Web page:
More Katrina, Update III


Streiff at RedState has a good post about the left’s new talking points:

The meme is developing.

It is all Bush?s fault. Katrina was brought on by the failure of the United States to sign on to the Kyoto Treaty (never mind that even had the US signed on to this singularly stupid treaty there would be no measurable effect now, or probably ever, on climate change). The damage caused by Katrina could have been mitigated if all those Louisiana National Guardsmen and their equipment had been home and not in Iraq.

No less a personage than the exquisitely coiffed Howard Fineman baldly carries the water for the Left:

National Guard officials insist that they have enough men and women on hand to do the job, but common sense tells you that they could use the others stationed abroad.

Actually common sense tells you nothing of the kind.

…The issue here are twofold: were the troops in Iraq indispensable or even necessary to respond to Katrina and was the equipment those troops took with them indispensable or necessary to respond to Katrina.

The troops.

As of August 31 there were 3,748 Louisiana Army National Guardsmen and Army Reservists and 193 Air Guardsmen and Reservists on active duty throughout the world. The lion?s share of them, about 3,500, are with the 256th Infantry Brigade in Iraq. This leaves some 8,000 Guardsmen and an unknown number of Army Reservists available for disaster relief. The skill sets in those units, with the exception of the single combat engineer battalion, have no particular utility in disaster relief. So the argument that the absence of the 450 men of the 1088th Engineer Battalion were somehow critical to response to this disaster, or that the 3,500 troops missing could not be more than adequately replaced by other troops from neighboring states is just not true.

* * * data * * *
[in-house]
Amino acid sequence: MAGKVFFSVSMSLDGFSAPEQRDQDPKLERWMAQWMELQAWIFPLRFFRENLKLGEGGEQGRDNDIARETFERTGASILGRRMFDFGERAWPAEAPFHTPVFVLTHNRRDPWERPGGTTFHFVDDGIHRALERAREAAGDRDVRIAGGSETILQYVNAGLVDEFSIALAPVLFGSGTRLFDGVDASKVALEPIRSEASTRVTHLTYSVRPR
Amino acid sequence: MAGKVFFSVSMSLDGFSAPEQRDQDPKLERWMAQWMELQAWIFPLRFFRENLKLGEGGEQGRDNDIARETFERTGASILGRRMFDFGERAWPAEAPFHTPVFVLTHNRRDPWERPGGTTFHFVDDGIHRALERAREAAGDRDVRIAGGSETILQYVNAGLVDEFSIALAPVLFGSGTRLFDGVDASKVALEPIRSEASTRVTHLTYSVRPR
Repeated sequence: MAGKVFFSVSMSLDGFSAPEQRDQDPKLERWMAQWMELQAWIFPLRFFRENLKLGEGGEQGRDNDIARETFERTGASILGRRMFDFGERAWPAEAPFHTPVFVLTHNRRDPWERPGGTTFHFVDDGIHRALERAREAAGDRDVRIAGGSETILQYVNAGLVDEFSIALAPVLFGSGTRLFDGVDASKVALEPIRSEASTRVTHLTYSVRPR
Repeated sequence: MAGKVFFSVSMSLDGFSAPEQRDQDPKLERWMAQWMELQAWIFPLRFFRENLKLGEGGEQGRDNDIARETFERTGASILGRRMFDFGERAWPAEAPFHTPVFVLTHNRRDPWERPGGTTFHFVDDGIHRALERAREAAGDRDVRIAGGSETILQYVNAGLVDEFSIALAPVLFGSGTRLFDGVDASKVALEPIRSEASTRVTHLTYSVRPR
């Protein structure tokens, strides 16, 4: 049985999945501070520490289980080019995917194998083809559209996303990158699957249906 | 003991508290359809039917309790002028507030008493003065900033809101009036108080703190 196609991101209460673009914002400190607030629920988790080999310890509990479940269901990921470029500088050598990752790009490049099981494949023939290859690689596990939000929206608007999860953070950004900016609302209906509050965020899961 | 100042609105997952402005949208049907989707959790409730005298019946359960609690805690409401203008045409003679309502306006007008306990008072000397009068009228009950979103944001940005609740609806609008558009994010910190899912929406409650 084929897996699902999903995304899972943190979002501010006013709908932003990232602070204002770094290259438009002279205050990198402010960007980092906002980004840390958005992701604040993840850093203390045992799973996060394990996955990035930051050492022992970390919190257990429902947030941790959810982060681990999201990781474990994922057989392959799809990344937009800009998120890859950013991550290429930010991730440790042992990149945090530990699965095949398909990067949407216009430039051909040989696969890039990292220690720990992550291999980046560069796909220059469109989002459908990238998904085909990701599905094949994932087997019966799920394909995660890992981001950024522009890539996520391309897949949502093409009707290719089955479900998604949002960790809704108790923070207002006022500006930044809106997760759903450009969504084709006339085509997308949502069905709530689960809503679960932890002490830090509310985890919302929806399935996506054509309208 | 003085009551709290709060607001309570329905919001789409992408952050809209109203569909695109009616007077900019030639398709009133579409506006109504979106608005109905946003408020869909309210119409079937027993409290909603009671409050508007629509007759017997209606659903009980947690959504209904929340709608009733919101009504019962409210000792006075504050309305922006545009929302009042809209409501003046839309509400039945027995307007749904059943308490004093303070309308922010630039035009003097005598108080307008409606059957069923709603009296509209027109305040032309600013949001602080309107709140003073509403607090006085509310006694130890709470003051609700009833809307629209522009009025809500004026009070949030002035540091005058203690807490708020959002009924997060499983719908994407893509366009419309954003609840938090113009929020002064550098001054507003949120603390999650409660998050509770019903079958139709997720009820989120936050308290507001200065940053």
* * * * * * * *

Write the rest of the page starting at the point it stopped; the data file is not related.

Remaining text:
The equipment.

So did the equipment the 256th Infantry Brigade take with it to Iraq, equipment provide some unique immediate response capability that could have mitigated the damage from Katrina?

Arguably someone could make the case that the M1 Abrams tanks, M2 Bradley, and M109 Paladin howitzers belonging to the infantry, armor, and artillery battalions could have been filled with QUIKRETE? and pushed into the break in the levee. Absent this scenario, it seems ridiculous on its face to object to the deployment of this equipment to Iraq.

…On the other hand, the unit left behind, the 225th Engineer Group, (Combat), and its four organic Engineer Battalions (Combat)(Heavy), is well suited for disaster relief. Army Field Manual 5-116 lays out their missions and capabilities.

…Viewed from any position the idea that a very small number of troops could in anyway have had an impact on the aftermath of Katrina is laughable. It is doubly laughable because it ignores the 10,000+ out of state National Guardsmen who began arriving in Louisiana on Wednesday and the thousands of out-of-state police officers who have also been loaned to Louisiana, a team from Loudoun County, Virginia is departing as I write this.

This whole story line is nothing more or less than a dishonest attack perpetrated by the left in their concerted effort to make political points on the backs of the dead and homeless.

And then Mick from UNCoRRELATED has some thoughts comparing the reaction on 9/11 to Katrina:

The constrast between the country’s reaction to 9/11 and to the crisis in New Orleans couldn’t be more stark. Whereas hardbitten NewYorkers gave each other a helping hand, Orleanais have created a kind of Fallujah in their devastated city.

Already some on the left are making excuses for the behavior, saying that the “rich, white people” got out early. I suppose that bears an uncomfortable resemblance to the claim that “the Jews” stayed home on 9/11 because of advance warning.

Yet I have far more compassion for people who act badly under times of incredible stress than I do for white liberals sitting comfortably on their couches and limo seats pointing fingers and castigating people who are trying to help. Let me be clear here–I am not suggesting that criticism is unmerited (although frankly, I have as few facts as the liberal-left does on this score…), but the 9/11 commission, for all its flaws and partisanship, was deferred until after we dealt with the crisis.

Apparently many on the left think that was a mistake.

The left never ceases to amaze me.


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